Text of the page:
6 Things to Eat and Drink in Detroit

Keep New Times Free
I Support
  • Local
  • Community
  • Journalism
  • logo

Support the independent voice of Phoenix and help keep the future of New Times free.

No, Detroit isn't the new Brooklyn. And we wouldn't recommend you go out and buy a house in Detroit for $500, unless you have a background in construction. But the Motor City is changing, from a rusted-out industrial city to an interesting locale with a burgeoning arts scene (hipsters included). If you're in the city, head to the Detroit Institute of Art (DIA), catch a Tigers game, buy a watch at Shinola, and, most importantly, get a bite to eat. 

It's tough to boil down the Detroit food scene into just a few spots. The landscape is a mix of old school and trendy. Though the cuisines are not on this list, the city and its surrounding suburbs are gold mines for Greek, Middle Eastern, and Mexican (see: Mexicantown.) 

Coney Dog at Lafayette Coney Island (118 West Lafayette Boulevard)
Founded by a Greek family in the early 1900s, the Coney Dog is iconic. Everyone in Detroit does their Coney a little differently — but they always get it with the basic ingredients: a snappy, hot dog on a white-bread bun topped with Coney Sauce, a meaty chili (bean-free, of course). We recommend topping your dog with mustard and onions, but other Coney enthusiasts have been known to skip the onions and add hot pepper. Feel it out. Pair with fries and a Coke or a Vernor's Ginger Ale, and you're set. You'll notice American Coney Island next door — Detroiters tend to pick a restaurant and stay loyal to it, though some swear the dogs are the same at either location. If you're stuck in the 'burbs or in the airport for a layover, National Coney Island is a perfectly acceptable place to grab a Coney. 
Pint of Hawaii 4-9 at Atwater in the Park (1175 Lakepointe Street)
Technically, Atwater in the Park is just a few blocks away from the Detroit city limits in a wealthy suburb called Grosse Pointe Park, but the brewery itself was founded in Detroit. Housed in a beautiful former church, Atwater offers a huge variety of beers and some seriously satisfying German fare. We're partial to the Hawaii 4-9, an airy fruit ale brewed on site. 
Dill Pickle Soup at Polish Village Cafe (2990 Yemans Street)
Polish immigrants are a big part of Motor City history, which is more apparent in Hamtramck than any other Detroit neighborhood. Drive down the main drag and you'll see a ton of little spots to grab pierogi. While Anthony Bourdain stopped at nearby Polonia for a bite, we're big fans of Polish Village Cafe, a basement restaurant that plays polka and serves meatballs, stuffed cabbage, and more. The Dill Pickle soup is a hearty and creamy potato-based soup with the tang of dill pickles — one bite and you'll be hooked. Warning: This stop is cash-only and worth the trip to the ATM. 
Salted Maple Pie at Sister Pie (8066 Kercheval Street) 
Sister Pie
 has been baking pies since 2012 and just opened a brick-and-mortar store this year, after owner Lisa Ludwinski won $50,000 in Detroit's Hatch Contest for startups. The salted maple pie is a rich, sweet crowd-pleaser, with just a hint of flaky sea salt on top. The store's pie selection tends to rotate, but you'll likely find a pleasing variation (blueberry thyme, sour cherry bourbon...) And go earlier than later; the store does tend to sell out.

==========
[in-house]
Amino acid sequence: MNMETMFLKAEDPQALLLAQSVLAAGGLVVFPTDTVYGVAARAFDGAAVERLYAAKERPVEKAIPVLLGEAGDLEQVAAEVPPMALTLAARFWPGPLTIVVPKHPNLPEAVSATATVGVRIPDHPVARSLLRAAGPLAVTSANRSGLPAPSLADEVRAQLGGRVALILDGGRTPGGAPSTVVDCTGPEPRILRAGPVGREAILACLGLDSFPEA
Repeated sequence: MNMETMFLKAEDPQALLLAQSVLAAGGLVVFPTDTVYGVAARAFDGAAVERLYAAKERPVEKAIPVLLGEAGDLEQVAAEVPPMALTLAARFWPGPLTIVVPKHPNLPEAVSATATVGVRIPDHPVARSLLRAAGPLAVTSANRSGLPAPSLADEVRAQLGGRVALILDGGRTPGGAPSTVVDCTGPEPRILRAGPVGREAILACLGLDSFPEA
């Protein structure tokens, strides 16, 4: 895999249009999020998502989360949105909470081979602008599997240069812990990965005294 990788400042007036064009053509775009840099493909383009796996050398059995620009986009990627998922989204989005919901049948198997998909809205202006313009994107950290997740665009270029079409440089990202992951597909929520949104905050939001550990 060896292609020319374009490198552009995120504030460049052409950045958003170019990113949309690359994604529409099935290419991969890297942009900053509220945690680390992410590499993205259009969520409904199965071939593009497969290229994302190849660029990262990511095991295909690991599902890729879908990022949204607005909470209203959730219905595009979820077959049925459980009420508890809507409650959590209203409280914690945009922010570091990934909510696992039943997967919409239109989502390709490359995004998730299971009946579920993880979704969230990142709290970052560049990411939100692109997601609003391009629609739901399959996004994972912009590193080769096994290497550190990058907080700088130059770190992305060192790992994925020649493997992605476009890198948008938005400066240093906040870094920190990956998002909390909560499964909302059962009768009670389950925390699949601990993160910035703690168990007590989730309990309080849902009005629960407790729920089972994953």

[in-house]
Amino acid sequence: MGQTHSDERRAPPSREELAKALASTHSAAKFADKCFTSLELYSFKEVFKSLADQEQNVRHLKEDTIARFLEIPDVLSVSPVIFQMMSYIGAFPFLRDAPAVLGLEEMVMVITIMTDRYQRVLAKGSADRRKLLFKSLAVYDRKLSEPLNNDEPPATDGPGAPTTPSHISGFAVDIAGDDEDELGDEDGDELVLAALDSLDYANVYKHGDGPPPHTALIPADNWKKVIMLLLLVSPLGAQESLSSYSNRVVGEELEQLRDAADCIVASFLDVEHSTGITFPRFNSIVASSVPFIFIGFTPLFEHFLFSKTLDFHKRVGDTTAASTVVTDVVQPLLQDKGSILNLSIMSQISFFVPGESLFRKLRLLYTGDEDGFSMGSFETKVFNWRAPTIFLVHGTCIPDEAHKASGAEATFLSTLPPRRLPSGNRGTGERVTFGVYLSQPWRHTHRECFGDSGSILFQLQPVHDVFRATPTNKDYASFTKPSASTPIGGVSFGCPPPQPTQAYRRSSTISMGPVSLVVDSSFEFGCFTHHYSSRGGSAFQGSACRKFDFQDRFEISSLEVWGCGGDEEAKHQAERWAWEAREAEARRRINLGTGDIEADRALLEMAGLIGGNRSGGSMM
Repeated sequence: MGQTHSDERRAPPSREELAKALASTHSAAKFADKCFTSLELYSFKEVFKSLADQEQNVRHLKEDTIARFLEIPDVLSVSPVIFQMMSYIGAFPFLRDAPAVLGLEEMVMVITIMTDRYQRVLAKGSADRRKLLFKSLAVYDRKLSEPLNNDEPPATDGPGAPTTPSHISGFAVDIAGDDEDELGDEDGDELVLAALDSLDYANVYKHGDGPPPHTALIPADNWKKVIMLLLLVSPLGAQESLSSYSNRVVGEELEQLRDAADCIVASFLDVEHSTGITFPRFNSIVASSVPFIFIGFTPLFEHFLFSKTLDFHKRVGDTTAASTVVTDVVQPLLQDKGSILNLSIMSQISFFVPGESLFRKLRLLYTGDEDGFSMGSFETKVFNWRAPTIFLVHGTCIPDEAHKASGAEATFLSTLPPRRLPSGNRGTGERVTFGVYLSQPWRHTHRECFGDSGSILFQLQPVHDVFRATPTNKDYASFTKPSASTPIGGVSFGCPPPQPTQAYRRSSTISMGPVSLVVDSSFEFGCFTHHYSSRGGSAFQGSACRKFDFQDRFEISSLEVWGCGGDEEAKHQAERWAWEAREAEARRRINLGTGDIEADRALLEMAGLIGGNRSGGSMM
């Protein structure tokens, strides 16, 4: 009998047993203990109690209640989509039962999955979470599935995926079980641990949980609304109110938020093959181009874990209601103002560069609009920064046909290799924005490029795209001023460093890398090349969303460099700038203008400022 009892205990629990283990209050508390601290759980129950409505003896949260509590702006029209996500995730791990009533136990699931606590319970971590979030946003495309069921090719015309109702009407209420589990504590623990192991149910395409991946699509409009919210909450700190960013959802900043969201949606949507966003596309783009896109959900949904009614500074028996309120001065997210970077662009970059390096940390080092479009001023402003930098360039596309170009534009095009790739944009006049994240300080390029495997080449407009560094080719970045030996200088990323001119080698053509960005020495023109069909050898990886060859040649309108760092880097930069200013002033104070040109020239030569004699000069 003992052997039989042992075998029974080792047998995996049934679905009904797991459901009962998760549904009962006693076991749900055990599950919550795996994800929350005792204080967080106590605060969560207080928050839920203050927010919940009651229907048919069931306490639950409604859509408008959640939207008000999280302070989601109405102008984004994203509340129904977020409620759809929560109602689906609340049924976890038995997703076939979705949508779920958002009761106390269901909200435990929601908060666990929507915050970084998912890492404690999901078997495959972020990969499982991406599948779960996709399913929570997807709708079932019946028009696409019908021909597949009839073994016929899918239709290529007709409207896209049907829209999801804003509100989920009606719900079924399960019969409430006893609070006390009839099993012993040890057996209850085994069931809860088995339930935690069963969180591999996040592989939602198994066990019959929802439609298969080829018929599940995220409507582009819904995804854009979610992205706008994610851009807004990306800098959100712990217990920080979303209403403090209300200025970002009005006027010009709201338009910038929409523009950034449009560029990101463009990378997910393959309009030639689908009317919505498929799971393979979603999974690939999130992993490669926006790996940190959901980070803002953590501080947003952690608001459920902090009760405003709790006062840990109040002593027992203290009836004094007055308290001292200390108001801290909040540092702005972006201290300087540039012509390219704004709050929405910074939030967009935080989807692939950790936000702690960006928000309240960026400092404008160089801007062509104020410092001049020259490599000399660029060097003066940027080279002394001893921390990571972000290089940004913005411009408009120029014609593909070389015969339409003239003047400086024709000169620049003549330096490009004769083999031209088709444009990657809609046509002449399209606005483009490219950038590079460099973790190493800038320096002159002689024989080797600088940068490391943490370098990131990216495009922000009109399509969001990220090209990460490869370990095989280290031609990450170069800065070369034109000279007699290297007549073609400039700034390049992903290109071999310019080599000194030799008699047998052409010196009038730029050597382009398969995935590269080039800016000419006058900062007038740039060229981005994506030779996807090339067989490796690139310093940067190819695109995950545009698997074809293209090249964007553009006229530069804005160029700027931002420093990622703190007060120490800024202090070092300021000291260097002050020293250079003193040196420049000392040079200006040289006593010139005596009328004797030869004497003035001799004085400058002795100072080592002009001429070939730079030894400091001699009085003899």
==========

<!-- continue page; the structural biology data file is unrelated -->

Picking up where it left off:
Pretzel Nuggz at Hopcat Brewery (4265 Woodward Avenue)
At Hopcat Brewery on Woodward, everyone's talking about the crack fries, advertised in huge letters on the menu. So we know you'll probably get the fries: crispy beer-battered fries that have won all sorts of accolades. But if you're looking for some really amazing bar food, the buttery, salty pretzel nuggz are just the ticket, paired with a tangy cheese sauce. With the nuggz, the fries, and a cold, locally brewed beer (look for the "local 30" list), you won't even need to order anything else.
The Detroiter at Buddy's Pizza (Various locations) 
Detroit-style square pizza is a must when you hit the Motor City. While Buddy's is the classic spot, Loui's Pizza in Hazel Park is charming, with chianti bottles hanging from the walls, and Jet's is the corporate chain version, in case you're feeling lazy and want delivery. Buddy's offers a lot of different variations on Detroit deep-dish, but our favorite is The Detroiter pizza, a pepperoni pie topped with flavorful tomato basil sauce. 

Keep Phoenix New Times Free... Since we started Phoenix New Times, it has been defined as the free, independent voice of Phoenix, and we would like to keep it that way. Offering our readers free access to incisive coverage of local news, food and culture. Producing stories on everything from political scandals to the hottest new bands, with gutsy reporting, stylish writing, and staffers who've won everything from the Society of Professional Journalists' Sigma Delta Chi feature-writing award to the Casey Medal for Meritorious Journalism. But with local journalism's existence under siege and advertising revenue setbacks having a larger impact, it is important now more than ever for us to rally support behind funding our local journalism. You can help by participating in our "I Support" membership program, allowing us to keep covering Phoenix with no paywalls.

We use cookies to collect and analyze information on site performance and usage, and to enhance and customize content and advertisements. By clicking 'X' or continuing to use the site, you agree to allow cookies to be placed. To find out more, visit our cookies policy and our privacy policy.


Join the New Times community and help support independent local journalism in Phoenix.


Join the New Times community and help support independent local journalism in Phoenix.